The tools used are all free. So my recommendation is the Microsoft Image Composite Editor. Which in itself was a Microsoft Research project.
Image Composite Editor (ICE) is an advanced panoramic image stitcher created by the Microsoft Research Computational Photography Group. Given a set of overlapping photographs of a scene shot from a single camera location, the app creates high-resolution panoramas that seamlessly combine original images. ICE can also create panoramas from a panning video, including stop-motion action overlaid on the background. Finished panoramas can be saved in a wide variety of image formats,Image Composite Editor
Here’s how the stitching process of the Musashi-kosugi Park City towers night image looked like:
Every major version ofhttps://512pixels.net/projects/default-mac-wallpapers-in-5k/
Mac OS XmacOS has come with a new default wallpaper. As you can see, I have collected them all here.
While great in their day, the early wallpapers are now quite small in the world of 5K displays.
Major props to the world-class designer who does all the art of Relay FM, the mysterious @forgottentowel, for upscaling some of these for modern screens.
When you take a picture with an iPhone these days it does generate haptic feedback – a “kachung” you can feel. And a shutter sound.
Thankfully the shutter sound can be disabled in many countries. I know it can’t be disabled on iPhones sold in Japan. Which kept me from buying mine in Tokyo. Even when you switch the regions to Europe / Germany it’ll still produce the shutter sound.
Anyway: With my iPhone, which was purchased in Germany, I can disable the shutter sound. But it won’t disable the haptic “kachung”.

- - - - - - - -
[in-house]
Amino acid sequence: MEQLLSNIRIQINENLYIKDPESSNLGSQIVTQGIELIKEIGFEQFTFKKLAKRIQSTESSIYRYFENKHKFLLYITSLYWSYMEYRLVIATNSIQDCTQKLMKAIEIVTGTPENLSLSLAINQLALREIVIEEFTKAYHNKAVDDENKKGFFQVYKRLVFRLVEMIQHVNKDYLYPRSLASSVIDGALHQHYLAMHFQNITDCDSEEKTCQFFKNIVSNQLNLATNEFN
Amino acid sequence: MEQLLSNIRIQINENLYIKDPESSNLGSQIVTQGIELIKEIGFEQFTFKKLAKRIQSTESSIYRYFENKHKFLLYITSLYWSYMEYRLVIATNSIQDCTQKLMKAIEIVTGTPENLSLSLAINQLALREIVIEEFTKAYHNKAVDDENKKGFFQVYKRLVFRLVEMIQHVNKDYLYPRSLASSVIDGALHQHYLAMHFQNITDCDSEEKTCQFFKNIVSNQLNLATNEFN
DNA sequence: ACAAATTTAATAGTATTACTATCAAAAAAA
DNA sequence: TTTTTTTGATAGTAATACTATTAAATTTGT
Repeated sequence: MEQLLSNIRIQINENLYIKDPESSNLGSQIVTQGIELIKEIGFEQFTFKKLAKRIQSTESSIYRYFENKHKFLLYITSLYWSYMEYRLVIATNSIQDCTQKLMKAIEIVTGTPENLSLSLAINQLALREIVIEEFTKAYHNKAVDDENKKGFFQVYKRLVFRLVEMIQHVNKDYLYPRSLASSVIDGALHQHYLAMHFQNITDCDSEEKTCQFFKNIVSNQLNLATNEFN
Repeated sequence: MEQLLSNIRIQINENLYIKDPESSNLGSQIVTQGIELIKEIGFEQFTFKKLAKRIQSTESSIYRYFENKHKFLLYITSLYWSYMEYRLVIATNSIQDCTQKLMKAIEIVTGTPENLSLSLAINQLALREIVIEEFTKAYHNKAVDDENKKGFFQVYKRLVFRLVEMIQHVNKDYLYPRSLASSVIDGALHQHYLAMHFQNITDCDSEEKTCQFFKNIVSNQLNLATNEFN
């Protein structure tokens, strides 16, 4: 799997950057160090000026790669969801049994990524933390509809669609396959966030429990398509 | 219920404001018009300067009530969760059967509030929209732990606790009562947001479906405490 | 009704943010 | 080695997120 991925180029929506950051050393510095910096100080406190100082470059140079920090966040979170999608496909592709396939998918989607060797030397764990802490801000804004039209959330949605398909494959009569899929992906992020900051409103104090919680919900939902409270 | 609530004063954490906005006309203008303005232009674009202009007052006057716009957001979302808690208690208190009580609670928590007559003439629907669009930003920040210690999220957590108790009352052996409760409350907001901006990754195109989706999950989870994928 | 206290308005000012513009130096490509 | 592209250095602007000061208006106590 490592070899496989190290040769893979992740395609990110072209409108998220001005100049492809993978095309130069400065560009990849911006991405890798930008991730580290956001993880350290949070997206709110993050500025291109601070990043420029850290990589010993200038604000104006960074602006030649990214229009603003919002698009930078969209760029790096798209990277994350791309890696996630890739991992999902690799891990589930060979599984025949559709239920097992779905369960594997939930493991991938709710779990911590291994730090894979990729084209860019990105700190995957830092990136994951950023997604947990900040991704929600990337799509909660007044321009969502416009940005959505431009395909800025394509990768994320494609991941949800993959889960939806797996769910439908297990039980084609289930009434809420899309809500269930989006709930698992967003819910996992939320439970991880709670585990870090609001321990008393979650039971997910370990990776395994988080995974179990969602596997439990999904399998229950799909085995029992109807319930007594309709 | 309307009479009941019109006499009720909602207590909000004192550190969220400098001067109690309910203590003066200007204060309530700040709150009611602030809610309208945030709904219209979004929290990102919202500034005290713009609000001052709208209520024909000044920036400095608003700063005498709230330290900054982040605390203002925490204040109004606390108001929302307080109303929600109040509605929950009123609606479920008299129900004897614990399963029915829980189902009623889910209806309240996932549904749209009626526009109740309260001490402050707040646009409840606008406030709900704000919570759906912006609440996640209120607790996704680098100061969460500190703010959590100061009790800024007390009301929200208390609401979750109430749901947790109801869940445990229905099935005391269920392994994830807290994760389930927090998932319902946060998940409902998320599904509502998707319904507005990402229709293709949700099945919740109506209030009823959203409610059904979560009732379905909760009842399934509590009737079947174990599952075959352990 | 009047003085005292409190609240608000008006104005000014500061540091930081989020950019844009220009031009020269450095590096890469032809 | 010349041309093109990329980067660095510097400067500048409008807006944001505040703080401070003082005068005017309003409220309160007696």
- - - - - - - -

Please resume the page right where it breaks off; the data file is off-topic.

It’s interesting that Apple added this vibration to the activity of taking a picture. Other camera manufactures go out of their way to decouple as much vibration as possible even to the extend that they will open the shutter and mirror in their DSLRs before actually making the picture – just so that the vibration of the mirror movement and shutter isn’t inducing vibrations to the act of taking the picture.
With mirror less cameras that vibration is gone. But now introduced back again?
Am I the only one finding this strange?
Living in an UNESCO world heritage city has a lot of advantages. One of them is the amount of nice parks and areas to enjoy the spring sun.
We’ve spent the afternoon walking around and taking some pictures.
I am visiting Japan for almost 7 years now but I’ve never actually been there when the famous cherry blossom – or sakura – was in full force.
As every year there’s a forecast map for this years season and it gets updated frequently:
- First Forecast Issued January 24th
- Second Forecast Issued February 7th <- today
- Third Forecast Issued February 21st
- Fourth Forecast Issued February 28th
I’ve had already added a couple of pictures to my instagram account – mainly while abroad. Pictures that I consider nice enough to be shared.
Of course my latest switch away from those public silos will include having those pictures posted mainly on this website and maybe as a side-note on those services as well.
To begin with I will have a separate page created that will host those pictures I consider nice enough to be shared.[ngg src=”galleries” ids=”5″ display=”basic_thumbnail”]